To identify patient characteristics that may contribute to the development of clinical CPE infection and shed light on the effectiveness of the current prevention control strategies, this study reviewed the clinical and demographic profiles of patients who had a CPE carrier diagnosis or a clinical infection with CPE, and hospitalized in a small hospital in northeastern Israel, between 2014 and 2017.


Study Design

Clinical and demographic data were collected from the medical records and microbiological lab reports of all adult (>18 years) rectal asymptomatic CPE carriers or adults with a clinical infection with CPE, registered at the Padeh-Poriya Medical Center in northern Israel, between January 2014 and December 2017. Our medical center is a small hospital (350 beds), with small ICU and surgical units, and without post-transplantation unit.

Exclusion criteria included patients with a known diagnosis of CPE carriage\infection in the 90 days before the new CPE diagnosis at the Padeh-Poriya Medical Center.

The study was approved by the Padeh-Poriya Medical Center institutional ethics committee, approval no. POR-0031-17.

Bacterial Isolates

Bacterial Isolates of CPE Carriers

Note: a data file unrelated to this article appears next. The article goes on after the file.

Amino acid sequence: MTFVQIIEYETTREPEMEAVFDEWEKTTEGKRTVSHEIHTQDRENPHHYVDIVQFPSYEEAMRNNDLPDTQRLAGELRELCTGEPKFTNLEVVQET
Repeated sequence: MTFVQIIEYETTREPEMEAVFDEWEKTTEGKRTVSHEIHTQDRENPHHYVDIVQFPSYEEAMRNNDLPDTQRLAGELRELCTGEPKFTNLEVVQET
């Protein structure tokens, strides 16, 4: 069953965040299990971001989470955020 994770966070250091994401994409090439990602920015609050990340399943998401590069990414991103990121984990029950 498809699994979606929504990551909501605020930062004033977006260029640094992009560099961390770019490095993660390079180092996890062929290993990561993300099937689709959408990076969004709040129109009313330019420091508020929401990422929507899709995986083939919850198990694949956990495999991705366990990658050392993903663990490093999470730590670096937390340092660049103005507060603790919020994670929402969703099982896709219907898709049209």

As part of the hospital's infection control program, CRE screening is performed in patients who were hospitalized in the preceding 6 months, are from a LTCF, were transferred from another hospital, are being hospitalized for more than 1 month, or were transferred between hospital wards after 72 h, to and from the ICU, or to the hospital rehabilitation unit after more than 7 days. A rectal swab was collected from each patient and sent to the laboratory. As part of the routine microbiology laboratory practice, the swabs were inoculated in Brain-Heart infusion broth (Hy-Laboratories Ltd., Rehovot, Israel), supplemented with meropenem (10 mg) disk (BD Diagnostics, Sparks, MD) and then incubated at 37°C, for 24 h. Following incubation, the swabs were inoculated on BD BBL™ CHROMagar™ CPE (BD Diagnostics, Sparks, MD) medium, that was subsequently incubated for another 24 h, at 37°C. Following incubation, the agar plate was screened for the presence of pink and blue colonies, using matrix-assisted laser desorption ionization-time of flight (MALDI-TOF) technology (Bruker Daltonics, Bremen, Germany). If the identified species belonged to the Enterobacterales, then the colonies were tested using the β CARBA kit (Bio-Rad Laboratories Ltd., Rishon Lezion, Israel), which detects strains with decreased susceptibility to carbapenems. If the test yielded a positive result, the suspected colonies were further analyzed by the Xpert® Carba-R (Cepheid, Sunnyvale, CA, USA), a PCR assay that detects the five most prevalent carbapenemases (KPC, NDM, VIM, OXA-48, and IMP).